Perceived Cognitive Deficits in Persons With Multiple Sclerosis (MS)
Repository Posting Date2017-07-25T20:24:49Z
Author DetailsAlexa Stuifbergen, PhD, RN, FAAN; Ashley M. Henneghan
Lead Author Sigma AffliationEpsilon Theta
Other Title(s)Cognitive Impairment Effects on Clinical Outcomes
Level of EvidenceN/A
Multiple sclerosis (MS), a chronic autoimmune-mediated demyelinating disease of the central nervous system, is estimated to affect the lives of 2.3 million persons around the world. (National MS Society, 2016). As many as 75% of those with MS may experience some cognitive dysfunction, potentially the most disabling symptom for those with MS and their families (Amato et al., 2013). Difficulties with learning and recalling new information, attention, processing speed, and verbal fluency are the most common cognitive deficits reported by those with MS.
Historically, researchers studying those with MS have found either no relationships or weak relationships between cognitive performance measures (neuropsychological tests) and self-report measures of cognitive function (Strober, Binder, Nikelshpur, Chiaravalloti & DeLuca, 2016). In addition, health care providers may question self-reports of cognitive dysfunction because the accuracy of patients’ accounts might be confounded by symptoms such as fatigue and depression. Although some have suggested that the weak correlations between self-report and cognitive performance measures indicate that self-reports are not “accurate” depictions of a person’s cognitive status, an alternative explanation is that performance and perception might reflect different aspects of cognition. Recent studies with fMRI imaging have shown that self-reported deficits in memory are correlated with structural alterations in the hippocampus of persons with MS (Pardini et al., 2014). This suggests that self-reports of cognitive function do indeed reflect structural and functional changes in the brain.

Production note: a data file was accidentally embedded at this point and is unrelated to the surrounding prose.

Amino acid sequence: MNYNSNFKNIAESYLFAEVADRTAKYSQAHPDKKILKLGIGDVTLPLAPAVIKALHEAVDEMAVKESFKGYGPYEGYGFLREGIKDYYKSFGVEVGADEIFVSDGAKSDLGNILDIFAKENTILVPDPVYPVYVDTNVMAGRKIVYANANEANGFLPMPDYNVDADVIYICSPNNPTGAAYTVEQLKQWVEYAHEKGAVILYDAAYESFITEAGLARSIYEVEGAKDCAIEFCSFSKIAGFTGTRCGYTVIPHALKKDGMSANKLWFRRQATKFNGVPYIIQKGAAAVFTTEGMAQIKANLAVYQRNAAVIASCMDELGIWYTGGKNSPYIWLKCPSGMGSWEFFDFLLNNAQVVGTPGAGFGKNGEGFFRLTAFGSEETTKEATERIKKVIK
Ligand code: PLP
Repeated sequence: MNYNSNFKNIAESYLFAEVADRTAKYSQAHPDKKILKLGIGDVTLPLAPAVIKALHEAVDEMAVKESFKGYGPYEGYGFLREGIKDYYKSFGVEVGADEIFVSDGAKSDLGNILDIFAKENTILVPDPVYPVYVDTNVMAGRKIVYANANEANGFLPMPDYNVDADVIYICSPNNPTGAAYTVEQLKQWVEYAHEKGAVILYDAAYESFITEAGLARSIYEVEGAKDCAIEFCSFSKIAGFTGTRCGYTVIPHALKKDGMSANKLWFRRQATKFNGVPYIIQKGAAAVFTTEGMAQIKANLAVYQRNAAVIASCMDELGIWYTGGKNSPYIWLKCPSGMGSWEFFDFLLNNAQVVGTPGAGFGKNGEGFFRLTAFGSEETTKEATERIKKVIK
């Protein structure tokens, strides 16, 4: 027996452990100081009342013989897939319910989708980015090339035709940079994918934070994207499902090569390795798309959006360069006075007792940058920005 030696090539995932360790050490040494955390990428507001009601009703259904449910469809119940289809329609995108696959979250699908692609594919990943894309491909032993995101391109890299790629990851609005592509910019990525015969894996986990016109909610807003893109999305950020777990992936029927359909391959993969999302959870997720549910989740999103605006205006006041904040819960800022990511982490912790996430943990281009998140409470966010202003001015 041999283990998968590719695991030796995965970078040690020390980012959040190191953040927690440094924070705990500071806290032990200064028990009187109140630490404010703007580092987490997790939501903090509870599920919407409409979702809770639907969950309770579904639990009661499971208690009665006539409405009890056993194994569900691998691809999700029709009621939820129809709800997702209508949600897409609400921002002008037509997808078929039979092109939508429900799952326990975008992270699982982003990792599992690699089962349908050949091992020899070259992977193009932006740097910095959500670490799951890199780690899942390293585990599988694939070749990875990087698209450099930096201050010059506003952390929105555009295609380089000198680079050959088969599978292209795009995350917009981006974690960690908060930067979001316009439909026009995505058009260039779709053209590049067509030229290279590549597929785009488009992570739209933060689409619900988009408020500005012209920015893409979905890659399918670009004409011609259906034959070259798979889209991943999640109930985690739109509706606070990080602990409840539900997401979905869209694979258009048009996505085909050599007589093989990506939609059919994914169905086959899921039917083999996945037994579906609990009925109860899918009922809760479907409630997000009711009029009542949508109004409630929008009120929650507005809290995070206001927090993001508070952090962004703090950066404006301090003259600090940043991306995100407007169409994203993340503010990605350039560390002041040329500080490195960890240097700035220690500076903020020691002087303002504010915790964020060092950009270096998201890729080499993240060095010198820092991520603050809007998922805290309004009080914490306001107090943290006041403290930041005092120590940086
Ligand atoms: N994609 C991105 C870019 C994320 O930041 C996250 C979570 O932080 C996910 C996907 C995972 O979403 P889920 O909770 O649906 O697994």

A better understanding of self-reported cognitive function in persons with MS is necessary as these measures are more useful in clinical settings than neuropsychological assessments which require specifically trained personnel and substantial time to administer. Self-report measures can be given in a short period of time and represent the individual’s perception of everyday cognitive function. The Perceived Deficits Questionnaire (PDQ) is one self-report instrument that is used to evaluate cognitive function in persons with MS (Strober et al., 2016). The purpose of this study was to assess the cognitive deficits reported by a community-based sample of persons with MS (N=183) and to explore relationships between the PDQ and other measures of cognitive function in persons with MS.